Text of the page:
I keep hearing here and there that cyclists should obey the rules of the road. Usually after someone nearly missed creaming one with their car at an intersection. The rules that cyclists follow are not exactly the same as the rules that traffic follows, and here’s how they differ most dramatically.
For a car in traffic, the object is avoiding collisions. Every left turn is taken after a carefully considered calculation of the velocity and distance of oncoming cars, every lane change is taken after a survey of the cars in the next lane, and even the next lane beyond that. Every right turn from a local road onto an arterial is taken after a similar calculus of distance and velocity.
The dashed stripes between the lanes, 40 feet each, or half a second of average traffic travel speed, help drivers of vehicles estimate that time to collision. We may not know or even notice the distance, but the regular beat of those stripes tells us things about those possible collisions that a solid line would not. Similarly, a traffic light or turn signal tells us that we can be assured safe passage through an intersection, as long as we obey the light. The yellow light was developed in the 1920s to tell us when to hurry up and get through the intersection, and that’s exactly what we do in traffic. Stop signs are all there for traffic to consider the other two to four directions that could cost us our money, our health and our lives should there be a collision. We’ve internalized that the red octagon in place since the 1940s means “STOP”. And we stop because it is in our interests. Not because of the one time we got busted by a cop for a “California Rolling Stop” decades ago.
Laws that are in our interests will be followed much more often, even religiously, than laws that are not. Avoiding collisions are in the interests of traffic. Traffic is full of things that are large, heavy and fast. The first access-controlled highway (the LIMP) in America, designed to avoid the head-on collisions racking up on the Boston Road, had a speed limit of 25 miles per hour. The parts of it that are still intact still show this design speed, with turns we wouldn’t dare take at 55 MPH, much less 72. 70 being the routine speed on the Northeast Corridor’s I-95, built 30 years after the LIMP.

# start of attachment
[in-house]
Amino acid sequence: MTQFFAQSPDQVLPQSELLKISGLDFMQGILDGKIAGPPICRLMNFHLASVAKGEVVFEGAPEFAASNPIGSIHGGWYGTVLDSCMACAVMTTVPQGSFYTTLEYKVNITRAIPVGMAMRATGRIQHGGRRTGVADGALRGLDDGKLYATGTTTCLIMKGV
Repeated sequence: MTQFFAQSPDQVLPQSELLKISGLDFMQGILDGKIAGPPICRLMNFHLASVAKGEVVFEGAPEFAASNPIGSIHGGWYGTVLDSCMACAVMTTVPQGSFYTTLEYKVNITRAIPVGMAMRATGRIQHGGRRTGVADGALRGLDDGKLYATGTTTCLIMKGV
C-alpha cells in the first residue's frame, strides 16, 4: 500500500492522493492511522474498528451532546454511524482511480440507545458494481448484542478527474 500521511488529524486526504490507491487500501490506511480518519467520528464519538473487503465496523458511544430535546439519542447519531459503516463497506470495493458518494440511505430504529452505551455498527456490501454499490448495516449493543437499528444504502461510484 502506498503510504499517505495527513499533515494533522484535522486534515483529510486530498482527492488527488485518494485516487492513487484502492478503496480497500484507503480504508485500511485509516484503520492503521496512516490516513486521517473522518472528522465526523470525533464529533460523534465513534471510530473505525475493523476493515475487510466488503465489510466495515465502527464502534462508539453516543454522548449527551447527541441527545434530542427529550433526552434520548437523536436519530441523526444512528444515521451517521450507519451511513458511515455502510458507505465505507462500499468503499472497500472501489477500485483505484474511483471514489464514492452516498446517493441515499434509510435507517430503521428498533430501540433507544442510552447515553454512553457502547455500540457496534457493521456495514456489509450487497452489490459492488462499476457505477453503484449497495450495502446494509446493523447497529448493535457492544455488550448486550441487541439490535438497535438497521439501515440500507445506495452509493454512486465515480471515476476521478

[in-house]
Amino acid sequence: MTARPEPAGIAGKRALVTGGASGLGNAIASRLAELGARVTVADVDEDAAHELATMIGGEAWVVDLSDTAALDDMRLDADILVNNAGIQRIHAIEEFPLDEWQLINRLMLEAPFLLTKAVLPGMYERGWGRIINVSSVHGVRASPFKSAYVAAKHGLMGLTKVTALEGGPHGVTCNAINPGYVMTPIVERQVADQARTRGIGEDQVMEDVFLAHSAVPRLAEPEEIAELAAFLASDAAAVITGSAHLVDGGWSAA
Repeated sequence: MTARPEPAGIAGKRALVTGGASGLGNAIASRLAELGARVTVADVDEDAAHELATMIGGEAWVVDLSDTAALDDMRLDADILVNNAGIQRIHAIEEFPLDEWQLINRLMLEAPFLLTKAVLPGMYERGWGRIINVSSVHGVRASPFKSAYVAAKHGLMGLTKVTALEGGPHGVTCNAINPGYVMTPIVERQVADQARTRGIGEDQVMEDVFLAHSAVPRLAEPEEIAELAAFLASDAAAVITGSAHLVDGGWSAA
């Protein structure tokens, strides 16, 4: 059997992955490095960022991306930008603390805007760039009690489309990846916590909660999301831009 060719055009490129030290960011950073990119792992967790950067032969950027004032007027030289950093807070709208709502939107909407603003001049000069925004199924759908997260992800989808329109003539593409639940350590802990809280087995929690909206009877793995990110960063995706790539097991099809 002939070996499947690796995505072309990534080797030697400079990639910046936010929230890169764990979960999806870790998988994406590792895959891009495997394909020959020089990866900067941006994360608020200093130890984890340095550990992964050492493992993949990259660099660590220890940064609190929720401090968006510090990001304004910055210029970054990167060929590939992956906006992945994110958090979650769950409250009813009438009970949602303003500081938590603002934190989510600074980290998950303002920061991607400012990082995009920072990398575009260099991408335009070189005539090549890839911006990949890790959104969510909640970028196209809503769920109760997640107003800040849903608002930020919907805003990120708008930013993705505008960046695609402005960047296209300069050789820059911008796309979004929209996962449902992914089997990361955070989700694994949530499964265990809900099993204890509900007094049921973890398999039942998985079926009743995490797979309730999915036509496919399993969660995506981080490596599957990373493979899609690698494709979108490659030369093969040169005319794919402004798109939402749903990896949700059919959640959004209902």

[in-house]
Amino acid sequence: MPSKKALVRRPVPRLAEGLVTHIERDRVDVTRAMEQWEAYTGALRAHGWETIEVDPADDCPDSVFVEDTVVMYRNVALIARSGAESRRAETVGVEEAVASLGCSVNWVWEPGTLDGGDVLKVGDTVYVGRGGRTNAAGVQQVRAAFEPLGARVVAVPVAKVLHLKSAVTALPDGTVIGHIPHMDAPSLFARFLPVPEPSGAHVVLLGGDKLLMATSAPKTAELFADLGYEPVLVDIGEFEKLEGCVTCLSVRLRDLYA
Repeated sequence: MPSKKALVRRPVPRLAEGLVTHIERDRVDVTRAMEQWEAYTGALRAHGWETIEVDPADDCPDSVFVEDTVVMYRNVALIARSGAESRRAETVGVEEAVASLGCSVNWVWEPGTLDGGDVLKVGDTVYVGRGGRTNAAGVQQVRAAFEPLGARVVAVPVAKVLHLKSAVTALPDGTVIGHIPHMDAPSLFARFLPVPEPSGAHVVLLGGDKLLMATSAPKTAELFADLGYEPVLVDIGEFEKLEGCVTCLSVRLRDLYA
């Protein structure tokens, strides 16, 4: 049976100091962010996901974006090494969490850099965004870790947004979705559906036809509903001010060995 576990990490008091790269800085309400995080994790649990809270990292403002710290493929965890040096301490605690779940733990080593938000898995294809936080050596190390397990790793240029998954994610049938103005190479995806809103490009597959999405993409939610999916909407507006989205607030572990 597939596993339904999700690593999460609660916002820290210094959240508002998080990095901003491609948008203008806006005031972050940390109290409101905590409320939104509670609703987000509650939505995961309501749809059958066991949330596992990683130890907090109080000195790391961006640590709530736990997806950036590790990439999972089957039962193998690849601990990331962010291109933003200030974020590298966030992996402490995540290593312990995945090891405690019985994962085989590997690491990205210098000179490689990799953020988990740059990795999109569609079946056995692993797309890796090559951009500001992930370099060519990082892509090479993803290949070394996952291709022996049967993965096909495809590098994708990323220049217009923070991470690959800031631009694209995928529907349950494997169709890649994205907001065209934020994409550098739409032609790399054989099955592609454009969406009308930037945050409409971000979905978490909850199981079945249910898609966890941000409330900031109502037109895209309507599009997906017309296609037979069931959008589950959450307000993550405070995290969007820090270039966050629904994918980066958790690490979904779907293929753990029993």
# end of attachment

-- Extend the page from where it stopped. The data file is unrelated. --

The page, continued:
While the fundamental concern of traffic is avoiding collisions, the fundamental ability of traffic is speed. This is what make congestion so frustrating for traffic. Even a Lamborghini could not top 30 MPH in a morning “rush hour”. Collision and expensive body work would be assured in the space of one of those stripes that tick off the miles on the highway. A Lambo is no greater than a Camry in congested traffic. Though the normal act of driving in traffic is sitting in a nice chair worrying about death, the frustrating act of traffic is when the rest of it gets in your way. What a tragedy to have something that could go 70 MPH confined to go 20.
The signals, signs, striping, and surfaces of the traffic ways are all designed with these concerns and speeds in mind. Though the width of lanes is designed to handle the peak speed, the number of lanes are there to handle the peak traffic. The signs and signals are designed to be seen for at least five second before drivers get there, so they can respond appropriately. Much of the day, much of the space, and much of the time, the road is unoccupied. Not nearly as much as the width of the highway would seem to allow, anyway.
And that’s where bikers and walkers want to cross the road. While a collision is definitely a worry for these people, they have much different concerns and abilities. A driver in traffic burns 5 calories a mile piloting the car, bikers and walkers burn dozens, and more on hills. Finding the most expeditious route is a matter of energy efficiency and time management. Walkers want to get where they are going, and if they can see that across a lonely highway without a hammer in sight they will cross that road instead of schlepping up to the nearest intersection, and waiting for the signal to change. Bikers worked hard for the momentum they have, and will scan any intersection they can to see if traffic is coming through. If not, then they go as fast as possible.
I’m not excusing jaywalking or flaunting intersection signage. Those regulations are there for the safety of traffic, walkers, and bikers alike. But those regulations and signs are designed and built at the scale of traffic, and are a poor fit for the needs of walkers sand bikers. People in traffic should be humble to that, even as they curse the biker that just darted through that intersection.
This of course, is a different issue with biking, one which I’ll write about soon.